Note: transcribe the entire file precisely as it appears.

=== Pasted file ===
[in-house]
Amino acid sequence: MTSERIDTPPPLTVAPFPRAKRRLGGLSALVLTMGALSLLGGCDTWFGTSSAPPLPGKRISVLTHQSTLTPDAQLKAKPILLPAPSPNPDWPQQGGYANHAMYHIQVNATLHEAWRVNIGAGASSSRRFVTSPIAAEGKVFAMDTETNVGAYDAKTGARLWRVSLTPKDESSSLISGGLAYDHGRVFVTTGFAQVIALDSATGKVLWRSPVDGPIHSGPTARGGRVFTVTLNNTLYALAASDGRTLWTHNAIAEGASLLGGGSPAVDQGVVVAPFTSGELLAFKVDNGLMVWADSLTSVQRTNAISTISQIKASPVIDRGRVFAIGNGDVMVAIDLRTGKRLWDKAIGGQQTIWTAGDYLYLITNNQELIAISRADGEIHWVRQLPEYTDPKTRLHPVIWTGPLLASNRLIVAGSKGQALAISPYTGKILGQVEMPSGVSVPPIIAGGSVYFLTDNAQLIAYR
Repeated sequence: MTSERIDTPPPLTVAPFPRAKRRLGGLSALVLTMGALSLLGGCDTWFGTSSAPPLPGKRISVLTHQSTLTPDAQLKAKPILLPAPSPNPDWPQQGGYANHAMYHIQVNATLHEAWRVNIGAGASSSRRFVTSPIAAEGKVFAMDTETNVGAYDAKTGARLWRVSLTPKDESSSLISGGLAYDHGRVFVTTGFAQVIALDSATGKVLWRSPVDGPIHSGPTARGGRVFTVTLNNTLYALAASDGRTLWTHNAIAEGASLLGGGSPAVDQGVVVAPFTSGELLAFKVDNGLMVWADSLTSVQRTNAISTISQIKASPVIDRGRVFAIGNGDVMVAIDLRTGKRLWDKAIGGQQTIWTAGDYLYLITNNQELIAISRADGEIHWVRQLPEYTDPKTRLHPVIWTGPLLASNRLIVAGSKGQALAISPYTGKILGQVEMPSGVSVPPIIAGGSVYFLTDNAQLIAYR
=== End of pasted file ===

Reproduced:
[in-house]
Amino acid sequence: MTSERIDTPPPLTVAPFPRAKRRLGGLSALVLTMGALSLLGGCDTWFGTSSAPPLPGKRISVLTHQSTLTPDAQLKAKPILLPAPSPNPDWPQQGGYANHAMYHIQVNATLHEAWRVNIGAGASSSRRFVTSPIAAEGKVFAMDTETNVGAYDAKTGARLWRVSLTPKDESSSLISGGLAYDHGRVFVTTGFAQVIALDSATGKVLWRSPVDGPIHSGPTARGGRVFTVTLNNTLYALAASDGRTLWTHNAIAEGASLLGGGSPAVDQGVVVAPFTSGELLAFKVDNGLMVWADSLTSVQRTNAISTISQIKASPVIDRGRVFAIGNGDVMVAIDLRTGKRLWDKAIGGQQTIWTAGDYLYLITNNQELIAISRADGEIHWVRQLPEYTDPKTRLHPVIWTGPLLASNRLIVAGSKGQALAISPYTGKILGQVEMPSGVSVPPIIAGGSVYFLTDNAQLIAYR
Repeated sequence: MTSERIDTPPPLTVAPFPRAKRRLGGLSALVLTMGALSLLGGCDTWFGTSSAPPLPGKRISVLTHQSTLTPDAQLKAKPILLPAPSPNPDWPQQGGYANHAMYHIQVNATLHEAWRVNIGAGASSSRRFVTSPIAAEGKVFAMDTETNVGAYDAKTGARLWRVSLTPKDESSSLISGGLAYDHGRVFVTTGFAQVIALDSATGKVLWRSPVDGPIHSGPTARGGRVFTVTLNNTLYALAASDGRTLWTHNAIAEGASLLGGGSPAVDQGVVVAPFTSGELLAFKVDNGLMVWADSLTSVQRTNAISTISQIKASPVIDRGRVFAIGNGDVMVAIDLRTGKRLWDKAIGGQQTIWTAGDYLYLITNNQELIAISRADGEIHWVRQLPEYTDPKTRLHPVIWTGPLLASNRLIVAGSKGQALAISPYTGKILGQVEMPSGVSVPPIIAGGSVYFLTDNAQLIAYR